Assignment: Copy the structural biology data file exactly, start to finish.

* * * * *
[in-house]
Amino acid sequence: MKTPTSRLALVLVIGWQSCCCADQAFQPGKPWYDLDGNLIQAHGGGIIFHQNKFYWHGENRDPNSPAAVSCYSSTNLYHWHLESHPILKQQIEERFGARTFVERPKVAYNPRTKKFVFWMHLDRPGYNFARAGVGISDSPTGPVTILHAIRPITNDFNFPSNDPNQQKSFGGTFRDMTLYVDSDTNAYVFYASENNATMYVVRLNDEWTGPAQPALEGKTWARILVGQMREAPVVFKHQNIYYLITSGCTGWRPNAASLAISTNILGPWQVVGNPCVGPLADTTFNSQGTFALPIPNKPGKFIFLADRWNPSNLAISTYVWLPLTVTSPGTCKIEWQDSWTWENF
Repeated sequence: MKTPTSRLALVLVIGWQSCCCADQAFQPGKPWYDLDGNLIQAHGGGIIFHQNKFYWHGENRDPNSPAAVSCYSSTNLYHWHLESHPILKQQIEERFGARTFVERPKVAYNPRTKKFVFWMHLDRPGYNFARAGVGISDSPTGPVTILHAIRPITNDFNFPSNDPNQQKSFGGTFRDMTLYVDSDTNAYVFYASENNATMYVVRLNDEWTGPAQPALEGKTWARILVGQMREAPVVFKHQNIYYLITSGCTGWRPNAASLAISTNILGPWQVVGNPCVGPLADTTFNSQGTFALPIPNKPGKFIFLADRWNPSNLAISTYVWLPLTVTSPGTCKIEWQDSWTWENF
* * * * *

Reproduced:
[in-house]
Amino acid sequence: MKTPTSRLALVLVIGWQSCCCADQAFQPGKPWYDLDGNLIQAHGGGIIFHQNKFYWHGENRDPNSPAAVSCYSSTNLYHWHLESHPILKQQIEERFGARTFVERPKVAYNPRTKKFVFWMHLDRPGYNFARAGVGISDSPTGPVTILHAIRPITNDFNFPSNDPNQQKSFGGTFRDMTLYVDSDTNAYVFYASENNATMYVVRLNDEWTGPAQPALEGKTWARILVGQMREAPVVFKHQNIYYLITSGCTGWRPNAASLAISTNILGPWQVVGNPCVGPLADTTFNSQGTFALPIPNKPGKFIFLADRWNPSNLAISTYVWLPLTVTSPGTCKIEWQDSWTWENF
Repeated sequence: MKTPTSRLALVLVIGWQSCCCADQAFQPGKPWYDLDGNLIQAHGGGIIFHQNKFYWHGENRDPNSPAAVSCYSSTNLYHWHLESHPILKQQIEERFGARTFVERPKVAYNPRTKKFVFWMHLDRPGYNFARAGVGISDSPTGPVTILHAIRPITNDFNFPSNDPNQQKSFGGTFRDMTLYVDSDTNAYVFYASENNATMYVVRLNDEWTGPAQPALEGKTWARILVGQMREAPVVFKHQNIYYLITSGCTGWRPNAASLAISTNILGPWQVVGNPCVGPLADTTFNSQGTFALPIPNKPGKFIFLADRWNPSNLAISTYVWLPLTVTSPGTCKIEWQDSWTWENF